The Champion Hurdle needs little introduction.
The most prestigious hurdles race in national hunt racing is run over a distance of 2 miles by the highest rated hurdles racehorses in the sport. Eight hurdles are jumped during the course of the race.
From a betting perspective the Champion Hurdle tends to offer punters some unusually good deals. Bookies are usually keen on getting punters to sign up early in the festival, so you’ll get anything from place specials to money back offers on this race if you wait until race day to place your bets.
Champion Hurdle trends
The massive betting on the Champion Hurdle tends to distort prices, pushing favourites odds well below their statistical odds of winning the race. This means the market’s selection tends to be a hit or miss affair, with horses priced under Evens missing out on the title twice in the last five years.
Ratings tell a truer tale than odds. Just two horses carrying official ratings under 160 have made the places in the last five years – so you can easily thin down genuine contenders by focusing on horses rated 160 and up.
In terms of trial races two stick out, the Christmas Hurdle at Kempton and the Irish Champion Hurdle at Leopardstown. Horses who have placed in the former or won the latter have taken four of the last five Champion Hurdle titles.
2016 Champion Hurdle field
The Champion Hurdle field has been shaped to some extent by the absence of defending champion, Faugheen, who was injured in mid-February after his wins in the Irish Champion Hurdle and Christmas Hurdle. Without Faugheen in the mix a below-par field finds a filly priced as antepost favourite.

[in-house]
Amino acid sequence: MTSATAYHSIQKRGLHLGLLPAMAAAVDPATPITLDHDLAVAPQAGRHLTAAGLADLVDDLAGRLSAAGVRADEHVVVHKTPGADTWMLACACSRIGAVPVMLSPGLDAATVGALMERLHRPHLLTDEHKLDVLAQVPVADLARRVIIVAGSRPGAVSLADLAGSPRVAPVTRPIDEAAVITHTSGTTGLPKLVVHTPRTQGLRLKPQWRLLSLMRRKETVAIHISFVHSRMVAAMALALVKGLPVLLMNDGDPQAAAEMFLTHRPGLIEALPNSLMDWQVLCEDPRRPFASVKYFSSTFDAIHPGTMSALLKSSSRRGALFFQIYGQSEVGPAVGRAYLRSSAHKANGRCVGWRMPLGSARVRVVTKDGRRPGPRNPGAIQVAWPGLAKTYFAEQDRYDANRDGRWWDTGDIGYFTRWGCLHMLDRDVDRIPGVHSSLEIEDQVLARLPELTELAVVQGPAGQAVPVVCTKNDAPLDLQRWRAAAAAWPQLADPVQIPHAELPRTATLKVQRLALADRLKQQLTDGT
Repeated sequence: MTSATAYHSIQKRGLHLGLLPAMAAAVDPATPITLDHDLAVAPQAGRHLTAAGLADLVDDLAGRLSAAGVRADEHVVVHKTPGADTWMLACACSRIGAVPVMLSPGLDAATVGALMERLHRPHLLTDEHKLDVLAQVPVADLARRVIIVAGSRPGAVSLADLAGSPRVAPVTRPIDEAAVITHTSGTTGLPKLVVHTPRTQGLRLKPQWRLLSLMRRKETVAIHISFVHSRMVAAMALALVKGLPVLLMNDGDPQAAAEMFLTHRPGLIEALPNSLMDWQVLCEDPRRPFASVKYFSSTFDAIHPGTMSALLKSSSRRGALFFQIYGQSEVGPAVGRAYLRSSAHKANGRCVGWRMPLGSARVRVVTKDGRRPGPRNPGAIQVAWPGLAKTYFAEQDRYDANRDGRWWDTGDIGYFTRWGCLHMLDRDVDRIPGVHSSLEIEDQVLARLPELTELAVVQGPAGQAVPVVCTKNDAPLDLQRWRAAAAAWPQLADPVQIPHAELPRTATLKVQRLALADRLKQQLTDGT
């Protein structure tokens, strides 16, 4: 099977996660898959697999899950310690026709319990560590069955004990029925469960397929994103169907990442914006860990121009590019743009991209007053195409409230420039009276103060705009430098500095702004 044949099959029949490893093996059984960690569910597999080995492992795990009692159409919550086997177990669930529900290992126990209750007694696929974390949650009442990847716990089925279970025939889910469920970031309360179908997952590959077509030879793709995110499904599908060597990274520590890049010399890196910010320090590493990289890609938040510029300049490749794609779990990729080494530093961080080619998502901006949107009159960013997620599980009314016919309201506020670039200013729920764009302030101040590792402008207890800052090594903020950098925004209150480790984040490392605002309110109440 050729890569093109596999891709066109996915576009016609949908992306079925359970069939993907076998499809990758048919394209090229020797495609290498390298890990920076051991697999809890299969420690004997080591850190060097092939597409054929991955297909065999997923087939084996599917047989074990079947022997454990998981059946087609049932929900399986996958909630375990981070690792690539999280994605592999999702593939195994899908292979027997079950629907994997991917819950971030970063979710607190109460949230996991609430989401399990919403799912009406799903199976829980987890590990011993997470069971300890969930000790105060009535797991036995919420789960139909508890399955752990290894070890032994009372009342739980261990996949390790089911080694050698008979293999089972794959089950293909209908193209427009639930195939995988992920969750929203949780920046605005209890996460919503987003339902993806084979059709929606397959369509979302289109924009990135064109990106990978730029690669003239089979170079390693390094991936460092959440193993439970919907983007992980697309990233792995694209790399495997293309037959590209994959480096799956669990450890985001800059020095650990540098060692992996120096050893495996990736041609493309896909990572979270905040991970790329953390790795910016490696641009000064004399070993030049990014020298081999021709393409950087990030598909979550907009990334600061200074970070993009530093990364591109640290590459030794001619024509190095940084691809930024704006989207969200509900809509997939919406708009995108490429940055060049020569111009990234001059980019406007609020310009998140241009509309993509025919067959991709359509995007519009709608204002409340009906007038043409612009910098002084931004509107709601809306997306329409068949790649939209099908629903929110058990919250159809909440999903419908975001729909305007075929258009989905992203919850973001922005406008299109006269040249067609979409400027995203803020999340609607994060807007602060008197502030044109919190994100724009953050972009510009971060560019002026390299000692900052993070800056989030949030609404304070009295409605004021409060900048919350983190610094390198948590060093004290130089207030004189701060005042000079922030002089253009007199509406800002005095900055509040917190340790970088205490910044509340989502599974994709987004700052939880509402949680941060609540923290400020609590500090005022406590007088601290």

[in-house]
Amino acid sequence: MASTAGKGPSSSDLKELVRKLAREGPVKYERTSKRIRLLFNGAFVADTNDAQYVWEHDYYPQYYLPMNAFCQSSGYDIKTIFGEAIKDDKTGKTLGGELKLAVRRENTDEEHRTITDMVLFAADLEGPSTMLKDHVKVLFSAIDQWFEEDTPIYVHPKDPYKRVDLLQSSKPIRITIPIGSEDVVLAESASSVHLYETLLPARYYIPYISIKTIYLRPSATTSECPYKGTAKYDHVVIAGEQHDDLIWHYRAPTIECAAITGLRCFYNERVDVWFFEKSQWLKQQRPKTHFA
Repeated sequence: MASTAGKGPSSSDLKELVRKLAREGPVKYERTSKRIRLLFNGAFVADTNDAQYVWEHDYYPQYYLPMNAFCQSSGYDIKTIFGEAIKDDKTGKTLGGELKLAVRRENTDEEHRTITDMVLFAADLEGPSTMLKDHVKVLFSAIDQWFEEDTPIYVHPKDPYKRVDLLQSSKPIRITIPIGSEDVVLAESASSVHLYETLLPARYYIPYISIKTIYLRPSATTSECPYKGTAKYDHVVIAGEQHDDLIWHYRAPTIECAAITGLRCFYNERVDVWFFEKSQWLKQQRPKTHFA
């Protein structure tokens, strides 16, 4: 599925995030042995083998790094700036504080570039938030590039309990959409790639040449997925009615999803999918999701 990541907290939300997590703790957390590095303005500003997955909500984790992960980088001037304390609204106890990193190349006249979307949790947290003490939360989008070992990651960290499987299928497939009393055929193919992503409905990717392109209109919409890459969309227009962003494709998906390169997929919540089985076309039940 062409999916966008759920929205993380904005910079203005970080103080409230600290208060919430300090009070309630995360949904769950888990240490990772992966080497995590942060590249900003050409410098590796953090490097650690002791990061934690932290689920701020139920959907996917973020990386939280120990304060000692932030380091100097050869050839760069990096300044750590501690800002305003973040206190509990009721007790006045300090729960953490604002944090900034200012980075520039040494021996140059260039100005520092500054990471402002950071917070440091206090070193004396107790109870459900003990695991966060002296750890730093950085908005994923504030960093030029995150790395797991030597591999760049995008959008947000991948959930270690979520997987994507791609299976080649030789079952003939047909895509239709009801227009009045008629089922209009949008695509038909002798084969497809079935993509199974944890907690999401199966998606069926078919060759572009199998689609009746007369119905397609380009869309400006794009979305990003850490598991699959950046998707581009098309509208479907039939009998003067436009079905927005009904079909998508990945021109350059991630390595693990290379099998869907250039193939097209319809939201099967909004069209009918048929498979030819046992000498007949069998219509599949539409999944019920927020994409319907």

Nominating Annie Power as an antepost favourite has become something of a tradition at the Cheltenham Festival in recent years, despite her resolute inability to win at the festival. In 2016 she found herself amongst the antepost favourites for not only the Champion Hurdle, but also the Mares Hurdle and World Hurdle.
However, there's little she has done to merit this support. She's rarely succeeded against geldings when asked to and her recent victories have been over longer distances than she'll run in the Champion Hurdle. In fact she hasn't won over 16 furlongs since 2013. While she's a classy mare she looks underpriced and offers best value as a lay bet.
Nichols Canyon deserves better than his 5/1 price after taking two wins in Irish Grade 1 hurdles races this season. He was thrashed by 28 lengths by Faugheen last time out, but with six Grade 1 titles beneath his belt still looks like the strongest entry in this field.
Identity Thief brings his recent achievements in the Fighting Fifth Hurdle to the Champion Hurdle. A win in that Grade 1 is an impressive addition to his credentials, but he was less convincing when finishing second in the Ryanair Hurdle at Leopardstown last time out.
An outsider to watch is Top Notch. He was a second place finisher in the Triumph Hurdle last season, lost out to Identity Thief by a neck in the Fighting Fifth Hurdle this season and galloped to a 12 length win on a heavy track at Kelso last time out. He also looks a touch underated at 158, and more than a touch overpriced at 20/1.